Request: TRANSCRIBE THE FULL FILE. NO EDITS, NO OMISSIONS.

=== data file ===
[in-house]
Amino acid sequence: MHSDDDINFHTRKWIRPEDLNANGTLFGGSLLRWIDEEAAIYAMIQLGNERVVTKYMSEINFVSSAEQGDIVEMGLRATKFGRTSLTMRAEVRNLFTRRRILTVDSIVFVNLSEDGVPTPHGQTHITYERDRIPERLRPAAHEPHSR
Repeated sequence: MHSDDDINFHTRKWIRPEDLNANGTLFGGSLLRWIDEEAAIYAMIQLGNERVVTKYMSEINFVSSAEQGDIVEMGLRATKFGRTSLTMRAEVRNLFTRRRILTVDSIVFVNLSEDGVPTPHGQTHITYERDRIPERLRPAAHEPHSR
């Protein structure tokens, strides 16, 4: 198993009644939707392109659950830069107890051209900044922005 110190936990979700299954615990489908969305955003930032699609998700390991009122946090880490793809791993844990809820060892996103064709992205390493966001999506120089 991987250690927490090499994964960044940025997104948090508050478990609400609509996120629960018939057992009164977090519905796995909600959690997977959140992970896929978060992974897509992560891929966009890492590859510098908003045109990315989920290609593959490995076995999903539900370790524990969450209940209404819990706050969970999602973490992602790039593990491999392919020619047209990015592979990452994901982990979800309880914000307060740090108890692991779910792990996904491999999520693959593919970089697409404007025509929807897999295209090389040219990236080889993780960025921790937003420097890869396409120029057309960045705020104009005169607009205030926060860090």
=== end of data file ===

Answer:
[in-house]
Amino acid sequence: MHSDDDINFHTRKWIRPEDLNANGTLFGGSLLRWIDEEAAIYAMIQLGNERVVTKYMSEINFVSSAEQGDIVEMGLRATKFGRTSLTMRAEVRNLFTRRRILTVDSIVFVNLSEDGVPTPHGQTHITYERDRIPERLRPAAHEPHSR
Repeated sequence: MHSDDDINFHTRKWIRPEDLNANGTLFGGSLLRWIDEEAAIYAMIQLGNERVVTKYMSEINFVSSAEQGDIVEMGLRATKFGRTSLTMRAEVRNLFTRRRILTVDSIVFVNLSEDGVPTPHGQTHITYERDRIPERLRPAAHEPHSR
């Protein structure tokens, strides 16, 4: 198993009644939707392109659950830069107890051209900044922005 110190936990979700299954615990489908969305955003930032699609998700390991009122946090880490793809791993844990809820060892996103064709992205390493966001999506120089 991987250690927490090499994964960044940025997104948090508050478990609400609509996120629960018939057992009164977090519905796995909600959690997977959140992970896929978060992974897509992560891929966009890492590859510098908003045109990315989920290609593959490995076995999903539900370790524990969450209940209404819990706050969970999602973490992602790039593990491999392919020619047209990015592979990452994901982990979800309880914000307060740090108890692991779910792990996904491999999520693959593919970089697409404007025509929807897999295209090389040219990236080889993780960025921790937003420097890869396409120029057309960045705020104009005169607009205030926060860090």